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Ruling the Void: The Hollowing of Western Democracy

Chilling account of the end of party democracy, by the leading political scientist
In the long-established democracies of Western Europe, electoral turnouts are in decline, membership is shrinking in the major parties, and those who remain loyal partisans are sapped of enthusiasm. Peter Mair’s new book weighs the impact of these changes, which together show that, after a century of democratic aspiration, electorates are deserting the political arena. Mair examines the alarming parallel development that has seen Europe’s political elites remodel themselves as a homogeneous professional class, withdrawing into state institutions that offer relative stability in a world of fickle voters. Meanwhile, non-democratic agencies and practices proliferate and gain credibility—not least among them the European Union itself, an organization contributing to the depoliticization of the member states and one whose notorious ‘democratic deficit’ reflects the deliberate intentions of its founders.

Ruling the Void offers an authoritative and chilling assessment of the prospects for popular political representation today, not only in the varied democracies of Europe but throughout the developed world.

Reviews

  • “Every so often one comes across a book, a poem or a work of art that is so original, perfectly crafted, accurate and true that you can’t get it out of your head. You have to read or look at it many times to place it in context and understand what it means. ... Peter Mair has written what is by far and away the most powerful, learned and persuasive anti-EU treatise I have come across. It proves that it is impossible to be a democrat and support the continued existence of the European Union. His posthumous masterpiece deserves to become a foundation text for Eurosceptics not just in Britain, but right across the continent.”
  • “Peter Mair was one of the leading scholars in the area of comparative politics. He was especially noted for his path-breaking work on change in both political party organizations and party systems … and his insights into the intersections of politics and society were always worth hearing and reading.”
  • “Peter Mair was one of the true greats of European political science, and one of the leading lights in the field of comparative politics. This was the most brilliant of minds and the most prolific of scholars.”

Blog

  • General Election 2017: Essential Reading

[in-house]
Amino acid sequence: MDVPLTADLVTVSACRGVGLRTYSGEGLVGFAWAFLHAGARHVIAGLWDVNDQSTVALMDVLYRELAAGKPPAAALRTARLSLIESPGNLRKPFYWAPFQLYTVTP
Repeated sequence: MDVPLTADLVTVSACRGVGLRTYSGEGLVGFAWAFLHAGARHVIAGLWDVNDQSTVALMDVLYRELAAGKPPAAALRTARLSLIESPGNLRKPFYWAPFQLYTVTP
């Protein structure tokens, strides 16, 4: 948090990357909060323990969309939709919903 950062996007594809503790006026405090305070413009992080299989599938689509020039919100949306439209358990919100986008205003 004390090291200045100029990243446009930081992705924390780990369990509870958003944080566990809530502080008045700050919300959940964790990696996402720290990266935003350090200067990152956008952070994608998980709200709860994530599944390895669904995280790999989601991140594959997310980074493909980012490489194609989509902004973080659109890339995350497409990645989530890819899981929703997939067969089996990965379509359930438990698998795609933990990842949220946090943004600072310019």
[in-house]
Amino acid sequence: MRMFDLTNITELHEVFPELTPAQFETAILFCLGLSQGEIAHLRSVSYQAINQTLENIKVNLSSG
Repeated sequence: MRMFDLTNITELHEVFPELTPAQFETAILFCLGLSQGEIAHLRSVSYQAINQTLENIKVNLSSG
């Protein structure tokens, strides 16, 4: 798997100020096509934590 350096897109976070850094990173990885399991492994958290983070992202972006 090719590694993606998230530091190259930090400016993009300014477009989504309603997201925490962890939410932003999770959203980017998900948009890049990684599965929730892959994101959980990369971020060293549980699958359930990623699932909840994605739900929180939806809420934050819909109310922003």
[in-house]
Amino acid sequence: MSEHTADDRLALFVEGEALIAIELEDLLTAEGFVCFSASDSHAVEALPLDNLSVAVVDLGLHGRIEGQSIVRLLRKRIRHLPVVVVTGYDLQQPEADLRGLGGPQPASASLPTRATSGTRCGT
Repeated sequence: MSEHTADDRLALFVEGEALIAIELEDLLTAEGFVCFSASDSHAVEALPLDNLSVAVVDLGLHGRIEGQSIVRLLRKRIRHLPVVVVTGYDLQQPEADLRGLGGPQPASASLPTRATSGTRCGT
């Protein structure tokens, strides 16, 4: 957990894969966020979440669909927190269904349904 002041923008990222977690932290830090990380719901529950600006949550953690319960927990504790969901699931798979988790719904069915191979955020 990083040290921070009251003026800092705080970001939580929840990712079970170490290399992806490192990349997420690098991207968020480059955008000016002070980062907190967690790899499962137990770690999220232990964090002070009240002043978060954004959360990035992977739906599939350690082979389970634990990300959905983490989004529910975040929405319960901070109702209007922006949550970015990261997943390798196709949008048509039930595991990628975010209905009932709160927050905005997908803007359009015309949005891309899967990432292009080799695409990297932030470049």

“Strong and stable!” is Theresa May’s slogan for the upcoming election, empty words for most considering the current Tory landscape of soaring cuts, poverty and inequality.

    Here we present our essential reading: featuring leading voices dealing with issues ranging from privatisation, inequality, capitalism, neo-liberalism, socialism, migration, and more.

    All these books are 50% off until May 15 at midnight (UTC). Click here to activate your discount.

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  • The desire for a leader

    Sophie Wahnich's reflection on the first round of the French presidential election was first published in L’Obs on 27 April. 



    What I take from the campaign and the result on 23 April is French people’s increasingly powerful desire for a leader. The three figures who dominated the debates expressed this same aspiration: Marine Le Pen, of course, but also Emmanuel Macron, acting solo against the parties, and finally Jean-Luc Mélenchon, even if he claims not to be doing so.

    This aspiration to be led by a powerful incarnating figure is a worrying one. For the people crying out for this are often the same ones who often refuse themselves to engage in the invention of the society of tomorrow. The desire for a leader often goes hand-in-hand with a refusal to take responsibility. Certainly, the presidential election encourages this. In my view, this desire is a symptom of the present day world, and is not specific to France.

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  • Let’s lose interest in elections, once and for all!

    This text by Alain Badiou first appeared on the Mediapart blog. Translated by David Broder.



    I understand the bitterness of those remonstrating after the first round of the elections, particularly those left disappointed by Mélenchonism. That said, whatever they do, or say, there was no particular aberration, no swindle, in this vote.

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